United Nations Secretary-General Antonio Guterres called on Tuesday for an "immediate, unconditional ceasefire" in Afghanistan to create a conducive environment for Doha peace talks with the Taliban.
"An inclusive process, in which women, young people, and victims of conflict are meaningfully represented, offers the best hope of sustainable peace," Guterres told an Afghanistan conference in Geneva. "Progress toward peace will contribute to the development of the entire region, and is a vital step towards the safe, orderly, and dignified return of millions of displaced Afghans."
Top officials including the UN secretary-general and US Secretary of State Mike Pompeo were taking part in the largely virtual pledging conference for Afghanistan on Tuesday, the latest effort to drum up aid and support for a country where Taliban fighters are making inroads against the government.
The gathering in Geneva, co-hosted by Finland, was expected to draw diplomats, civil society advocates, and international organizations from over 70 countries in the first such event in four years.
"Today is the day to reaffirm our solidarity with the people of Afghanistan," said Tatiana Valovaya, the head of the UN office in Geneva that is co-hosting the conference.
The pledging conference, overshadowed in part by the COVID-19 pandemic, seeks to lay out objectives for the next four years for Afghanistan is expected to generate billions for the poor and insurrection-wracked nation.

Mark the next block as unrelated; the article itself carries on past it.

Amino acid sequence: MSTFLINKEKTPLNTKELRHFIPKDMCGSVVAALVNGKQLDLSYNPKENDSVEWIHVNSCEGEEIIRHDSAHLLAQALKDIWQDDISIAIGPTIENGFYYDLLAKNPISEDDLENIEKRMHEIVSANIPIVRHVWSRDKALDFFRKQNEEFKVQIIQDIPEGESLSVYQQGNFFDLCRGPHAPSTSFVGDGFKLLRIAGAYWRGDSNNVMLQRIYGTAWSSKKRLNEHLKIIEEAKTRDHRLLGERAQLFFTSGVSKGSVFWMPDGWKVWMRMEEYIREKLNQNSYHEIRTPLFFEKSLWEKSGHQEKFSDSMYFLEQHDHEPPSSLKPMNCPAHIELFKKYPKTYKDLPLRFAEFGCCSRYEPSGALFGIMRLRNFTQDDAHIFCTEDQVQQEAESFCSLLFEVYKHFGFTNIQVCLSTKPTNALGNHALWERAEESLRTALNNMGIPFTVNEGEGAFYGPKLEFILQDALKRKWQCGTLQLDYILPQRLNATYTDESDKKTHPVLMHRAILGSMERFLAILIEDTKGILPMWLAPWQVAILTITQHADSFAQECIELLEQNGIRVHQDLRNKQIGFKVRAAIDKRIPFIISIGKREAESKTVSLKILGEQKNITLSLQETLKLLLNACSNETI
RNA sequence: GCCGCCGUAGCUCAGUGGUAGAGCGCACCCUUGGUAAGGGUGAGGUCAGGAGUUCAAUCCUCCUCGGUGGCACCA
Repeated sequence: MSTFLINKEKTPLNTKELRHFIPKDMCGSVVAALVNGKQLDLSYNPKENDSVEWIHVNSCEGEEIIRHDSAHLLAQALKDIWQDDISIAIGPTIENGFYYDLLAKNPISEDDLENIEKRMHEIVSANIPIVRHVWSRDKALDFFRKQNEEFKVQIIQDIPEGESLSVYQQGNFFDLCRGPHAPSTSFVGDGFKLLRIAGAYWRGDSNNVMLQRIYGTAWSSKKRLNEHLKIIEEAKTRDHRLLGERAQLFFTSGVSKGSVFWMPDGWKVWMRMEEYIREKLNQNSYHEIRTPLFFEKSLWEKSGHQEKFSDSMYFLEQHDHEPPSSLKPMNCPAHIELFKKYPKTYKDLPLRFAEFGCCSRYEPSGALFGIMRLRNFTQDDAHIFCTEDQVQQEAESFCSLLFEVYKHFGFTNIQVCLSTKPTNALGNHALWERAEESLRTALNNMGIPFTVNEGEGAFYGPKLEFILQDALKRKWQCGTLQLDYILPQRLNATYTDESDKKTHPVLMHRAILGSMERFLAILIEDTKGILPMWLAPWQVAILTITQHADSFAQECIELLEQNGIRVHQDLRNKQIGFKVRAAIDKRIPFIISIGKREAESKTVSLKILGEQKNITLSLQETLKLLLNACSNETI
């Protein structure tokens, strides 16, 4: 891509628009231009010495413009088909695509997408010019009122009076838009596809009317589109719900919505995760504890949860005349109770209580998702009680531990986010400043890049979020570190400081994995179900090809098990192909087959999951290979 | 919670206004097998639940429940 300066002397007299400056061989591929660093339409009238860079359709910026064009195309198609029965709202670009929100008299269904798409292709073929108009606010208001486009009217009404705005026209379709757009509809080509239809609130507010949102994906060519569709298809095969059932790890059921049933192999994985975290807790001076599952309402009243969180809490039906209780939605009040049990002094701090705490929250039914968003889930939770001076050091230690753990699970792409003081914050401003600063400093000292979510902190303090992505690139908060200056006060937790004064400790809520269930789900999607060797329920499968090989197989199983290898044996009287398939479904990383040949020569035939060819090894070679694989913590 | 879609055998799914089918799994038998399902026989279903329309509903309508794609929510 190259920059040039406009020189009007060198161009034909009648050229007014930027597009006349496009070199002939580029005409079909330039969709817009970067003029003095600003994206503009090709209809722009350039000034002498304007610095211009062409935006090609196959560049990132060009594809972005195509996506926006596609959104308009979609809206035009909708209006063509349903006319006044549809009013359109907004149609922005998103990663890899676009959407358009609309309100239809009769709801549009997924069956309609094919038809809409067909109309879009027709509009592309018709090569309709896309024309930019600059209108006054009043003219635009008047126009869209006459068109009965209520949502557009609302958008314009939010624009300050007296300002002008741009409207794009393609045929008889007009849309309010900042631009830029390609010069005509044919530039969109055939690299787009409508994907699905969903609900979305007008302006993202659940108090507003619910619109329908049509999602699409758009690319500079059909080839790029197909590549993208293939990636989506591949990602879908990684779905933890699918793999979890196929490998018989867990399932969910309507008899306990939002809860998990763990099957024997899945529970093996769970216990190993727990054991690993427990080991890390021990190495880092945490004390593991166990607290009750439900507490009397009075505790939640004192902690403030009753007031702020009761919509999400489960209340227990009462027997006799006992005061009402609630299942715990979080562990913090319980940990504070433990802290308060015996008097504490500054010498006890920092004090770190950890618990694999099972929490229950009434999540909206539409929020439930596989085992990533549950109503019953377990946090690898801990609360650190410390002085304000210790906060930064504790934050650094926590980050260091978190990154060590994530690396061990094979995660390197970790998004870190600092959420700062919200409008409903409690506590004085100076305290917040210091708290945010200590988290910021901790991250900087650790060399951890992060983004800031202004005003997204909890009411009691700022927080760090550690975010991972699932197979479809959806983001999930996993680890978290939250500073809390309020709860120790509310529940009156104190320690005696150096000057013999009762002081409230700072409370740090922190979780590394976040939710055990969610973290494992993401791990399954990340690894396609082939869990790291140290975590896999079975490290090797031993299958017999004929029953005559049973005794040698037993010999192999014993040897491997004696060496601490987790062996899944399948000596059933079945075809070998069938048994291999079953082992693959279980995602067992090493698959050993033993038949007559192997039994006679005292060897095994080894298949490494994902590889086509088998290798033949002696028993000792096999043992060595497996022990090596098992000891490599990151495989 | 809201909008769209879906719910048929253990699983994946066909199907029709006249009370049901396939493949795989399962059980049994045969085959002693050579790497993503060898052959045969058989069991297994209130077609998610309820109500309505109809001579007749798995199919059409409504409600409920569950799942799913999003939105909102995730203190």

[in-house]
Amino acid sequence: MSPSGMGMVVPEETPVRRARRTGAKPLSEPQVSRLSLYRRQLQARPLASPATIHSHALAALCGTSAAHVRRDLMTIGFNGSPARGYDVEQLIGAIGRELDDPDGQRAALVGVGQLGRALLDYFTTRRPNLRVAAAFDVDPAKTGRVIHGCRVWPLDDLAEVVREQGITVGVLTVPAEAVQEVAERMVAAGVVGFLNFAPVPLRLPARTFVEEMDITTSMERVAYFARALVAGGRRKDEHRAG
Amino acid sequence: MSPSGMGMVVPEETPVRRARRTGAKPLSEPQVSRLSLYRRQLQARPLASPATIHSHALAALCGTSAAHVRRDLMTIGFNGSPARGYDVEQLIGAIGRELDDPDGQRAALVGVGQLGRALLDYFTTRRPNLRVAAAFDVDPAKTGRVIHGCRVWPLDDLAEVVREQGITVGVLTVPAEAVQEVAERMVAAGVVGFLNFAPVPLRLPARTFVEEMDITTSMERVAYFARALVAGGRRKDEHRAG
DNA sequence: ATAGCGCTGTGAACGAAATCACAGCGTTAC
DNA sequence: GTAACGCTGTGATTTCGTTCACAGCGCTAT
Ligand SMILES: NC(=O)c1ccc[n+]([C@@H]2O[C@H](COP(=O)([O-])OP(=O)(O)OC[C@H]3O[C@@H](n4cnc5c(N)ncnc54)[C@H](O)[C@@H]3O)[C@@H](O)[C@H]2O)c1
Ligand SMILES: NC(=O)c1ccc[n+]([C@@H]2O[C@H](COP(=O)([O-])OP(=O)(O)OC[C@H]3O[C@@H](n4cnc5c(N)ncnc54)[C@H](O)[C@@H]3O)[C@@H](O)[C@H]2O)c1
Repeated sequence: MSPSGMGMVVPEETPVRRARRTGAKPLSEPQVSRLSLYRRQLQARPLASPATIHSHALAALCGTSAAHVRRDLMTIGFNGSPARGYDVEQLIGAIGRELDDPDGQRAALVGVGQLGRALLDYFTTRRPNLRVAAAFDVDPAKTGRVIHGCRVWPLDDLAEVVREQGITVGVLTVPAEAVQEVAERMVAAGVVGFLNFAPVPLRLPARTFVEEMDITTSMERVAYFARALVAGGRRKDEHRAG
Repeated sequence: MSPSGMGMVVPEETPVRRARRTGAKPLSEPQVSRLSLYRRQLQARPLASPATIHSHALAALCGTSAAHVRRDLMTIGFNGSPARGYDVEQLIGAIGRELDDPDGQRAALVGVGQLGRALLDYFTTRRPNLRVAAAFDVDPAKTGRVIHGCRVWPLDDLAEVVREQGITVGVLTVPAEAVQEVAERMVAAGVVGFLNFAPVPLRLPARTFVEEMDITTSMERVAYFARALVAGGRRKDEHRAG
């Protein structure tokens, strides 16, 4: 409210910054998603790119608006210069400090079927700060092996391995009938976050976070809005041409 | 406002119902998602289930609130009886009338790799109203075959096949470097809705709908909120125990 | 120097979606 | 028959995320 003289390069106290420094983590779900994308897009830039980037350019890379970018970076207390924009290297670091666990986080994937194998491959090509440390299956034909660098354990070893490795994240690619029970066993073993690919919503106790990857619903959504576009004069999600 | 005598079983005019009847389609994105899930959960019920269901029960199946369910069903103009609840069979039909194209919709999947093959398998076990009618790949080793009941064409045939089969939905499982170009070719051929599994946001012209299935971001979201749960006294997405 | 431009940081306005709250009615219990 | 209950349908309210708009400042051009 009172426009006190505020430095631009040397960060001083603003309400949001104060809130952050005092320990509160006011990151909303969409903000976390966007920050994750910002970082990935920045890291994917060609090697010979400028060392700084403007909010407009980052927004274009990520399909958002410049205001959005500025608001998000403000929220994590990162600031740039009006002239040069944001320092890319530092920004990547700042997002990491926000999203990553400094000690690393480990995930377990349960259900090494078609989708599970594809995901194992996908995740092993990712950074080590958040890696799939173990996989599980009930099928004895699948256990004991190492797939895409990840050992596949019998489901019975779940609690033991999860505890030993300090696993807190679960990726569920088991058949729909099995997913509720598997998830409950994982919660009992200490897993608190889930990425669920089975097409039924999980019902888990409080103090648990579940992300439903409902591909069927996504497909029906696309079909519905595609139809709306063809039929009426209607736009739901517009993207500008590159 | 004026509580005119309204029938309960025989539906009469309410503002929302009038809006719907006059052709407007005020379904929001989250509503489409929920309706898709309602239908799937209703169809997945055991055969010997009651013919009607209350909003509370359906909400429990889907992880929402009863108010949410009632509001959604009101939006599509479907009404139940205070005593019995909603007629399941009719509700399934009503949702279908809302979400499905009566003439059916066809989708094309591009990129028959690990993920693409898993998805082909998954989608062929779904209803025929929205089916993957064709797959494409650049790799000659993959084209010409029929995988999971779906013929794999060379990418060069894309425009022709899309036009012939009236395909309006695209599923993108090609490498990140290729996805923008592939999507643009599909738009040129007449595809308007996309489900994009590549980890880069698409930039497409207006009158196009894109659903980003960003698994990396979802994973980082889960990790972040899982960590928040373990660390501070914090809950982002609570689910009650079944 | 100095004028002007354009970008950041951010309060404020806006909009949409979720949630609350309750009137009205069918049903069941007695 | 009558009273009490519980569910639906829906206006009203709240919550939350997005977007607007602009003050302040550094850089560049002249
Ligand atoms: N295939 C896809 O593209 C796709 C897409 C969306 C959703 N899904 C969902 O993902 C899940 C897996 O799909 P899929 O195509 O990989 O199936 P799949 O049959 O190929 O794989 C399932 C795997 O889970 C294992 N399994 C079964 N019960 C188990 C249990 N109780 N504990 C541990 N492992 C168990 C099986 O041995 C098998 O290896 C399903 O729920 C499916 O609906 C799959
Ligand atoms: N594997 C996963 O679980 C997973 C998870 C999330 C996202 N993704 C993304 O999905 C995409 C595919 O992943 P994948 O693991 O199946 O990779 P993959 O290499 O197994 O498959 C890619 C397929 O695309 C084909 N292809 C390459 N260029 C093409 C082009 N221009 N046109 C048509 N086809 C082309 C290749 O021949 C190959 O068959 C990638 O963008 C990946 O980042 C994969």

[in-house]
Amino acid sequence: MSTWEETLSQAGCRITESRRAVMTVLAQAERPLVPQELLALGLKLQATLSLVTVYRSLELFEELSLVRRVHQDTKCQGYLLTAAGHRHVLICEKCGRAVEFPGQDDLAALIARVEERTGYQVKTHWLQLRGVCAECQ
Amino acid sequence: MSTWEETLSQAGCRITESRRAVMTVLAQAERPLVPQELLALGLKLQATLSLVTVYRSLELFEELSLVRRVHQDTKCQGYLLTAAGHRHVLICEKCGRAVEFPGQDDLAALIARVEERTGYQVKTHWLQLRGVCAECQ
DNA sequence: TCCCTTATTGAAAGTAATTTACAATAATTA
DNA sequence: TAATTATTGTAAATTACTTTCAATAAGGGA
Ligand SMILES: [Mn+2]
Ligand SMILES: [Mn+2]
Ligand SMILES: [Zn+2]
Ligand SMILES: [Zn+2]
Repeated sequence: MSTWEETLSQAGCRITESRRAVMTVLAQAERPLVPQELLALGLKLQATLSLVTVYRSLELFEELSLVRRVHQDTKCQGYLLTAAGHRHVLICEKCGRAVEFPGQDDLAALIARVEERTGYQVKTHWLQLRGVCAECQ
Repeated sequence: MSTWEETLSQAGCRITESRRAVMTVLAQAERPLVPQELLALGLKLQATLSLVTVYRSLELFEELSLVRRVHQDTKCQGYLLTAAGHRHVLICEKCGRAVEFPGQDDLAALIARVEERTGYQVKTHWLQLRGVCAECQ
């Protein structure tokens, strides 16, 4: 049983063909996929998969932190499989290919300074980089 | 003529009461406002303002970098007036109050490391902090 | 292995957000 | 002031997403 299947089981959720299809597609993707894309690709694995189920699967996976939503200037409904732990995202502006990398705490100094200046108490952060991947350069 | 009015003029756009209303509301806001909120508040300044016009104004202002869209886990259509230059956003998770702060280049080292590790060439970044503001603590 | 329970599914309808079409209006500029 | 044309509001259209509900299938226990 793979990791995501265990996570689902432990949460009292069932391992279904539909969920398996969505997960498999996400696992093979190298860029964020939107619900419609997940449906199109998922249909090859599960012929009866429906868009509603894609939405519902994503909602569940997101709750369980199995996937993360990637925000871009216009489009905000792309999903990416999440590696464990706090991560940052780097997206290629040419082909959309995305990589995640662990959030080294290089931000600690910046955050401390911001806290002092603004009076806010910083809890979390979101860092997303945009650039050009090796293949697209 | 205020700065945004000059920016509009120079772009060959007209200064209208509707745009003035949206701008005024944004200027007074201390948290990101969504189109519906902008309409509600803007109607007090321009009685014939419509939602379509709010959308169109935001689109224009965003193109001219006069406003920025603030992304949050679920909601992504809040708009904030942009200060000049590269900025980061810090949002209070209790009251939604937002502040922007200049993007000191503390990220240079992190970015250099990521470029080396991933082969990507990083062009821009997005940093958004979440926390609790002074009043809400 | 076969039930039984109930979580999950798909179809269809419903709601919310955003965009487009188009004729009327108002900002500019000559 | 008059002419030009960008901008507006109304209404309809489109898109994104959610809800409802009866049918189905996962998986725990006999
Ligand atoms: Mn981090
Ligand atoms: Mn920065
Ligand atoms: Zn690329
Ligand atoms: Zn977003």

Afghan President Ashraf Ghani urged the international community to continue supporting Afghanistan on Tuesday even as he acknowledged that donors are likely to cut aid under the strain of Covid-19.
"The Covid-19 pandemic has thrown us all into a state of global uncertainty," Ghani said from Kabul.
"We are exceptionally grateful that at a time of such collective suffering... your commitment to Afghanistan remains strong.
"We ask our international partners to help us do more with less... Financial resources -- aid -- will continue to be critical to our growth for the foreseeable future."
The European Union pledged to maintain its commitment of 1.2 billion euros ($1.43 billion)to Afghanistan.
"In 2016, the EU showed its strong commitment to Afghanistan by pledging 1.2 billion euros over a four-year period," said Jutta Urpilainen, the European Commissioner in charge of International Partnerships.
"It is my pleasure to announce today that we are ready to keep this level of support for the next four years." ($1 = 0.8413 euros)